Cameron was forced to resign after the referendum, giving way to Theresa May—and still Corbyn refused to wage a fight. In 2017, calculating that the one-sided civil war in the Labour Party would bring Tory gains, May called a snap general election that instead produced a surge in Labour support and reduced the Tories to a minority government. Corbyn responded with yet another retreat, opposing demands for the Blairites to be deselected even as his supporters were witch-hunted amid lying claims of “left anti-Semitism.”

When May’s government was brought to the brink of collapse over Brexit in April, Corbyn came to her rescue by abandoning calls for a general election and entering weeks of talks on how to defend the “national interest.” May was brought down anyway, but by her hard-line Brexit faction who replaced her with Johnson as a second unelected Tory prime minister.

Having facilitated the formation of the most right-wing government in post-war history, Corbyn took the next step in his abasement before big business by offering to lead a “caretaker government” to unite all the pro-Remain opposition parties, in alliance with pro-EU Tories, against Johnson, that would delay Brexit and then call a general election. When even this was rejected, he agreed to shelve his proposed no-confidence motion against Johnson in favour of supporting Benn’s bill—earning him praise from Tony Blair for having “behaved responsibly” and “put country first.”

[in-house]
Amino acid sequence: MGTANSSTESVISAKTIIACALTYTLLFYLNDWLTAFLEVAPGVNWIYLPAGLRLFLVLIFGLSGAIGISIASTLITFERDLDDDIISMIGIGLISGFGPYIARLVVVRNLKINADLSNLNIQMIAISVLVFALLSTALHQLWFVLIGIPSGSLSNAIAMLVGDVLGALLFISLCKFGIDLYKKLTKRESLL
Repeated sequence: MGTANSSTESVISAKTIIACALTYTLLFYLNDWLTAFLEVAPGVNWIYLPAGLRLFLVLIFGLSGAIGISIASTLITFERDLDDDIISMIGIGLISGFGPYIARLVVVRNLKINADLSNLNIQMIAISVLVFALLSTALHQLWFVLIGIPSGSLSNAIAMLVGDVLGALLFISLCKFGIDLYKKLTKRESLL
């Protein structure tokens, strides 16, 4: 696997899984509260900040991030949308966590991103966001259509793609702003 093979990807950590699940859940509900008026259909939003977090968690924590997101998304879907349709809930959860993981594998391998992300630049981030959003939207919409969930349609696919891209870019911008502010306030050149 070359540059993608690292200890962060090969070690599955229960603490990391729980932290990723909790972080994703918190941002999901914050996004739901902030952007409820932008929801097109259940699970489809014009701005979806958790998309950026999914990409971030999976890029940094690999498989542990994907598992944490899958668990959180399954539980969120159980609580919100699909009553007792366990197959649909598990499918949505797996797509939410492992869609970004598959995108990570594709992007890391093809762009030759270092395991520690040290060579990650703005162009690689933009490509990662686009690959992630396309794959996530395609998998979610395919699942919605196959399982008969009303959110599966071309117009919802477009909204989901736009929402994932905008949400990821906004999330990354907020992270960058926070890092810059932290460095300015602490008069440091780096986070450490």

The working class must break with Corbyn and Labour.

There is no possibility of a return to a reformist past as promised by Corbyn, based on national economic regulation, under conditions of globally organised capitalism. Any turn to nationalism as an answer to EU-dictated austerity, or calls for reform of the EU itself, will only mean still deeper social attacks, protectionist trade war measures and militarism—and will spur on anti-immigrant xenophobia and the growth of the far-right.

The national tensions that produced Brexit are only one manifestation of the global eruption of inter-imperialist antagonisms provoked by the bitter competition between rival powers for control of the world’s markets. Left unchallenged, these tensions lead inevitably towards authoritarian rule, trade and military war.

But these same antagonisms provide the objective impulse for the development of a powerful oppositional movement in the working class. The efforts of the capitalist class and its governments to be globally competitive demand an assault on the jobs, wages and conditions of workers in every country.

The working class has responded with a wave of strikes and protests throughout Europe and internationally, in defiance of the ongoing efforts of the social democratic parties and trade unions to suppress the class struggle. These struggles must be now consciously brought together—across all national borders and against the common capitalist enemy, in a unified social and political movement of the British and European working class for the United Socialist States of Europe.

Chris Marsden